For the past several years, public-health experts have been warning that young people are especially vulnerable to AIDS. Now, an ominous report issued by the national Centers for Disease Control confirms that the AIDS virus is spreading rapidly among teenagers.
Between July 1988 and August 1989, the number of teenagers with acquired immune deficiency syndrome jumped by 43 percent, according to the report.
As of November, 421 cases of AIDS among 13- to 19-year-olds had been reported to the CDC. That number, health officials emphasize, includes only teenagers who have actually developed the disease, not those who have been infected by the human immunodeficiency virus but show no signs of illness.
What is especially disquieting, experts with federal and private agencies say, is the evidence that many adolescents, both boys and girls, are engaging in very high-risk behavior.
“The explosive spread of the virus among heterosexuals that health officials warned about is becoming a reality among adolescents,” says Wanda Wigfall-Williams, director of the initiative on adolescents, AIDS, and HIV at the private Center for Population Options, which also released a report on the subject.
Adds James Williams, director of the National Education Association’s health-information network: “I really don’t think [educators] appreciate how extensive a problem this is. I don’t think they see it as an epidemic. Unless they know of an HIV child or teacher in their school, it doesn’t hit home.”
Andrew Humm, director of education at the Hetrick-Martin Institute for Lesbian and Gay Youth in New York City, says: “No sense of emergency has been created in the schools.”
Although teenagers account for less than 1 percent of all reported AIDS cases, their sexual behavior, including intercourse with multiple partners and infrequent use of condoms, may make them more vulnerable than many adults to HIV exposure.
Nationally, most confirmed cases of AIDS have been found in adult homosexual males, although an increasing number of patients are drug users from minority backgrounds.
The CDC estimates that between 1 million and 1.5 million people in the United States have been infected by HIV, the virus that causes AIDS, for an infection rate of from 4.3 to 6.5 per 1,000. In certain high-risk teenage groups, such as runaways and intravenous drug users, the rate could be even higher, CDC officials say.
According to the CDC data, female adolescents are more likely than adult females to contract AIDS. Five times more male adolescents than female have the disease; among adults, the male-female ratio is 12 to 1.
The data show that the biggest single source of exposure to the virus reported by female adolescent patients was heterosexual contact, which was cited by nearly 4 out of 10. Some 72 percent of the female teenagers with AIDS are black or Hispanic; the CDC has reported that this is probably the result of the higher intravenous-drug-use rates among minority males.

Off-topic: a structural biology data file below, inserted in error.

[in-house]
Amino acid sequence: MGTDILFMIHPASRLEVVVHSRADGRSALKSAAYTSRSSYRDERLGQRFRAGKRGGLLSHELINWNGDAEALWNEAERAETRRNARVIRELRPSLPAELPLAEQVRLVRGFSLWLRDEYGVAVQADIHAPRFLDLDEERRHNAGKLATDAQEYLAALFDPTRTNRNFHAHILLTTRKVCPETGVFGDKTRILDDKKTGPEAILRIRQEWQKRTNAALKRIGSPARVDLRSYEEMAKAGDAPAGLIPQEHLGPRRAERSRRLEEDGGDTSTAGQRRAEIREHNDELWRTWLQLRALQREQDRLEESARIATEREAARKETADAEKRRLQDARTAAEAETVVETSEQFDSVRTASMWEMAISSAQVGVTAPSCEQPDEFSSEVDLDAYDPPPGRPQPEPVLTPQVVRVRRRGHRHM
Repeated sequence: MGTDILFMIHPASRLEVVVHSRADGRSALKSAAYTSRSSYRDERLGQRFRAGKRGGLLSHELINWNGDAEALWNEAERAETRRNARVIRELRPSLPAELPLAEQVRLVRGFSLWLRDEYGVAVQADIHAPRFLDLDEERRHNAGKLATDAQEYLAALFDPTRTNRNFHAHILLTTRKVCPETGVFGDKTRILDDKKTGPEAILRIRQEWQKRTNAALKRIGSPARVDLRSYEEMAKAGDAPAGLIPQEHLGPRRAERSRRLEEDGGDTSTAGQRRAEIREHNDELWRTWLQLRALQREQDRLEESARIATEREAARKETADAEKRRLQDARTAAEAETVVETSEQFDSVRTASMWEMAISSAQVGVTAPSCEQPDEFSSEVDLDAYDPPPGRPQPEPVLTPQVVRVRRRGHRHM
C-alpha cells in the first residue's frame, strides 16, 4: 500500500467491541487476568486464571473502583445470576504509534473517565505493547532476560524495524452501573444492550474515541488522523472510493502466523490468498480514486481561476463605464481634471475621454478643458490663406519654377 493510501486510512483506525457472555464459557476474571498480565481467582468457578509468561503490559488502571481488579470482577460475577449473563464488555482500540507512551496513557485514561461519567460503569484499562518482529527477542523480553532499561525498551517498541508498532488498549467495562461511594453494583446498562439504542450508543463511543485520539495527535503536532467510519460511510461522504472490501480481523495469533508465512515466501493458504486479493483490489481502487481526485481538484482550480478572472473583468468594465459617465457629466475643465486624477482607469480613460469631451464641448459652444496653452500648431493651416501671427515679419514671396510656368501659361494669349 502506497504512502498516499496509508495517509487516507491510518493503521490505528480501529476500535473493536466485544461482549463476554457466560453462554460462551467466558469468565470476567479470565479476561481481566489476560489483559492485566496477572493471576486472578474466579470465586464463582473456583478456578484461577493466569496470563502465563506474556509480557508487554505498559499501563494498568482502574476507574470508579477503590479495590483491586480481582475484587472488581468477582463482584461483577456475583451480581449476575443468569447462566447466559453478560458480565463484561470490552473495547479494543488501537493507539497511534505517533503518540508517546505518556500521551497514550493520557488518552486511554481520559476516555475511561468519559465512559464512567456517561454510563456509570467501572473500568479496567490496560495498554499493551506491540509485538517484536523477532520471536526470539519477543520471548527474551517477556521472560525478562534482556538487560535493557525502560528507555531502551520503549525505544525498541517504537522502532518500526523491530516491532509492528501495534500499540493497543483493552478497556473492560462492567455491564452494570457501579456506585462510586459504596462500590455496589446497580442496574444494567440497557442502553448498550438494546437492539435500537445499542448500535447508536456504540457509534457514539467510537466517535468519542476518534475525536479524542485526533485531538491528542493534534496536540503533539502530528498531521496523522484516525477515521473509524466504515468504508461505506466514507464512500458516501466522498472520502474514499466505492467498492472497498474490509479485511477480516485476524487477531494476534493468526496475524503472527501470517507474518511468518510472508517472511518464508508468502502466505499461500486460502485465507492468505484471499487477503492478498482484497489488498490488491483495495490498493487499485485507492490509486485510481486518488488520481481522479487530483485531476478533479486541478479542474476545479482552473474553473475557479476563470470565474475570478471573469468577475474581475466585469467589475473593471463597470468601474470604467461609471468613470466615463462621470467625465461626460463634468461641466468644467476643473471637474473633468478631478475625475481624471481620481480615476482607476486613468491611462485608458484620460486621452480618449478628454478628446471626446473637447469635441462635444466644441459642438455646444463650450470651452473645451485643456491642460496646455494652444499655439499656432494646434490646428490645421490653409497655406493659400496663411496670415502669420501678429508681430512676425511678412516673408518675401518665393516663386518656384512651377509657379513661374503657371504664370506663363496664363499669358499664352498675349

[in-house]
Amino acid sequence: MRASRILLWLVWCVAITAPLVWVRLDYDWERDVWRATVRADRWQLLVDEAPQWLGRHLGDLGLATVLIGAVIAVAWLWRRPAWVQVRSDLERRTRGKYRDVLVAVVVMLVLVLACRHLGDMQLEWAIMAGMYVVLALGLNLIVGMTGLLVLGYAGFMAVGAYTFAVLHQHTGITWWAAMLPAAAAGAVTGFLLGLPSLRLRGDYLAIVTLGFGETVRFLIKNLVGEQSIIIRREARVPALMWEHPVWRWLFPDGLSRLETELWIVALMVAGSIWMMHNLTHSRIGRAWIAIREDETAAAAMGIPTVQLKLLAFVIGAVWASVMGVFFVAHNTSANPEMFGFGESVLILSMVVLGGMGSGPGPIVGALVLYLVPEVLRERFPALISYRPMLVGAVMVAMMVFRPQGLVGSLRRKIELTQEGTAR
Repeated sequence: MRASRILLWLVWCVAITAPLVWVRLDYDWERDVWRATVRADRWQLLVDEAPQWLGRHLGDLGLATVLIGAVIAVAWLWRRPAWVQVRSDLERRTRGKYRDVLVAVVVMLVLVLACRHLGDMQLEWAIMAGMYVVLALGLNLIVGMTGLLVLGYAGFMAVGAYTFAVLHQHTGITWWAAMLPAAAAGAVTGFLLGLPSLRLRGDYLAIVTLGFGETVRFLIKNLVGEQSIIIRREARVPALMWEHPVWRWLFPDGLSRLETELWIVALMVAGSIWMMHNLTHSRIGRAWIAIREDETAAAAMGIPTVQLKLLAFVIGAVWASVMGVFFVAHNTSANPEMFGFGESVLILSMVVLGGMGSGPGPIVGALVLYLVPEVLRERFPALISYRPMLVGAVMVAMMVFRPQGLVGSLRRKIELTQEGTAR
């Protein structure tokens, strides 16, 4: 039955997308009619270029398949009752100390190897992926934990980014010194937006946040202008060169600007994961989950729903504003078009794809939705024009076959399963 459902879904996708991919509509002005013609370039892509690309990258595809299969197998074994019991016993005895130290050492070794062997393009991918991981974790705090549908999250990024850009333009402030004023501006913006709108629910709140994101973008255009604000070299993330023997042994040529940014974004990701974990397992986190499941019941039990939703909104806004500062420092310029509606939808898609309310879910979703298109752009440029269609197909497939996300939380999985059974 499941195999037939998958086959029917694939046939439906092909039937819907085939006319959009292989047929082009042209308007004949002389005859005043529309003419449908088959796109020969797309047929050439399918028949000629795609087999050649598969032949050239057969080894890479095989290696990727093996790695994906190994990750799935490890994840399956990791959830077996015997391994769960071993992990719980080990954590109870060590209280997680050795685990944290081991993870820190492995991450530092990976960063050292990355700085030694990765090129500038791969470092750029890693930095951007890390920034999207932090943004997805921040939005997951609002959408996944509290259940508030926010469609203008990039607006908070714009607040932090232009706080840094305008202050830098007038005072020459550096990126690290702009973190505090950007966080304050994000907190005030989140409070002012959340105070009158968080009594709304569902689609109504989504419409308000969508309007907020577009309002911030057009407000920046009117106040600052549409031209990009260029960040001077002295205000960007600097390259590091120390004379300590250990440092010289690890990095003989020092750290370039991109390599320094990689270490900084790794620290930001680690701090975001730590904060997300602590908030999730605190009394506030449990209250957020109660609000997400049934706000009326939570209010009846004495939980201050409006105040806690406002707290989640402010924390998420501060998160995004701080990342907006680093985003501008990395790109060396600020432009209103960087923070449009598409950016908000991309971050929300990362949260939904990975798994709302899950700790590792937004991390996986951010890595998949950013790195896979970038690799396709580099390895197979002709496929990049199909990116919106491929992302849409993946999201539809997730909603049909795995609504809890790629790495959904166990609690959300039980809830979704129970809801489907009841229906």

Health officials are also concerned about the increased incidence of other sexually transmitted diseases—often a sign of unprotected intercourse. The number of reported syphilis cases in teenagers between the ages of 15 and 19, for example, rose from 15 per 100,000 in 1984 to 21.9 per 100,000 last year.
Experts say a variety of emotional and physical factors make teenagers more susceptible to AIDS and other sexually transmitted diseases. They say that because adolescents are more likely than adults to experiment and take risks, they frequently fail to weigh the potential consequences of their actions.
Such tendencies carry over into their sex lives, the experts add. As a result, sexually active teenagers are more likely than adults to have a large number of sexual partners—and are less likely to use condoms or other forms of contraception.
And teenage girls may be especially susceptible to sexually transmitted diseases because the cells that line their cervix—which are more vulnerable to these diseases—are more likely to extend beyond the cervix at menarche.
Concern about the spread of AIDS has led a growing number of public officials to call for schools to play a greater role in its prevention.
A study completed last year by the Alan Guttmacher Institute found that, while more than 9 out of 10 sex-education teachers discuss AIDS and other sexually transmitted diseases, such discussion appears to be inadequate.
“At least on the surface, it seems that coverage of these topics is universal, but not in great depth,” says Asta Kenney, associate for policy development at the institute.
Others say that the schools cannot be expected to play more than a limited role in preventing the spread of AIDS. Says Louis Nayman, director of the AIDS Education Project and a field director for the American Federation of Teachers: “The schools are not a public-health agency. Their primary responsibility is not to stop the transmission of disease.”
A version of this article appeared in the January 01, 1990 edition of Teacher as Epidemic In The Making